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Did you purchase your student's laptop through a college/university sponsored program?

sdwm70sdwm70 Registered User Posts: 14 New Member
We need to purchase a new laptop for our son to take to college in a few weeks. He will be attending UNCG and they strongly recommend purchasing either a Lenovo or Apple laptop through their sponsored program. Note: these are NOT purchased through the university bookstore; rather, the school website directs you to a special portal with either Lenovo or Apple to get one of their "program" options. The school makes it clear that students with "program" laptops receive IT help on campus, loaners if their unit needs repair, backup and restoration services, and a 3-year warranty plus various required software. Students who purchase elsewhere are expected to purchase software and get technical support elsewhere, too. So far I have not been able to make a clear comparison on prices because the school's website does not list model numbers, just specifications of each model offered. My question is, are these generally a good deal? Has anyone else purchased through a similar program and what are your thoughts?

Replies to: Did you purchase your student's laptop through a college/university sponsored program?

  • DadTwoGirlsDadTwoGirls Registered User Posts: 2,629 Senior Member
    We are about to and are wondering the same things. I am guessing that university undergrad students are not the kindest users of laptops (in terms of stress on the laptop), so having the on-site help might be quite useful.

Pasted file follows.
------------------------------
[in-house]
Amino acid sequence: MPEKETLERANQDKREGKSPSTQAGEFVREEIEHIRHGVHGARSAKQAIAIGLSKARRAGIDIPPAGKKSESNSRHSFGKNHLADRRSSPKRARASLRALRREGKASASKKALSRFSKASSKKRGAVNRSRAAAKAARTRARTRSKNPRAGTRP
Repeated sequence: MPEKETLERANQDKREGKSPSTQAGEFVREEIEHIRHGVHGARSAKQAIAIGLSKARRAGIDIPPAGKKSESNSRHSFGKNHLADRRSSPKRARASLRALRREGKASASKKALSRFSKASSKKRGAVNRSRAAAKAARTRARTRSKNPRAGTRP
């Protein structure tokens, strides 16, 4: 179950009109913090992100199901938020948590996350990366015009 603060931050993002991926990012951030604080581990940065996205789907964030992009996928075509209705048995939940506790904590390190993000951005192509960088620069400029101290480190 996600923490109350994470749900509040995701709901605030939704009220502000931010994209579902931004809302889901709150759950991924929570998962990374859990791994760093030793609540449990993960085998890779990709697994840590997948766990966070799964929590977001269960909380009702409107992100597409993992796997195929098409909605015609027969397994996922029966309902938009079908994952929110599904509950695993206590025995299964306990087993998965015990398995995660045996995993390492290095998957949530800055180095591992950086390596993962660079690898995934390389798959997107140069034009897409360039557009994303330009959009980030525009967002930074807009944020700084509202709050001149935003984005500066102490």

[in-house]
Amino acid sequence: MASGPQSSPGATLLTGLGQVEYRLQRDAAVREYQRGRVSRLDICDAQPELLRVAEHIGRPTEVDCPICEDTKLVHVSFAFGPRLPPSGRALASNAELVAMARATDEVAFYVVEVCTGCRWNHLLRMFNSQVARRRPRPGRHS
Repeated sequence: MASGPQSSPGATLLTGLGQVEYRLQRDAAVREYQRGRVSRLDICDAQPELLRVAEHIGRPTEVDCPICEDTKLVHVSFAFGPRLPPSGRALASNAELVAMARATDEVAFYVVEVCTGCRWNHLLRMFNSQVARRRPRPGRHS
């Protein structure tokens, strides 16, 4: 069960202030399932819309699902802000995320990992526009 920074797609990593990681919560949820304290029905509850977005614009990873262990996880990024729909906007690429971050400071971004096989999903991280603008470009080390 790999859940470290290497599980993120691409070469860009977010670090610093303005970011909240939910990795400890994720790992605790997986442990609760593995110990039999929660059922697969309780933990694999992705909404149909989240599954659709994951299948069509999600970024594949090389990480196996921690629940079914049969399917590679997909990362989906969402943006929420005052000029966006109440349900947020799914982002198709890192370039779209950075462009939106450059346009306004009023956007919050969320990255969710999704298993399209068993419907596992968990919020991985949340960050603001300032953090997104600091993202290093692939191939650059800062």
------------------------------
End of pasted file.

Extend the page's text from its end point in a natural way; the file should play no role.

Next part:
• leftrightleftleftrightleft Registered User Posts: 314 Member
    Yes-go with their recommendation. We did not do this with our oldest and had regrets when a problem came up.
  • twogirlstwogirls Registered User Posts: 5,853 Senior Member
    edited July 13
    We did. I was glad because my daughter dropped hers on the floor and it needed a repair. They gave her a loaner and fixed it very quickly. No problems. I should add that we were planning to get her a new one after graduating HS.
  • cobratcobrat Registered User Posts: 12,285 Senior Member
    edited July 13
    Go with the school's sponsored offerings as very few notebook manufacturers...especially with consumer-grade/budget line notebooks students typically buy or Apple offer 3 year warranties at the outset.

    Most current manufacturer warranties are only 1 year and sometimes even less and they do not usually cover user inflicted damage/"accidents" unless you spring extra for the special coverage.

    And even if one has special extended coverage, few provide for loaner computers one could use while one's notebook is in for warranty repair.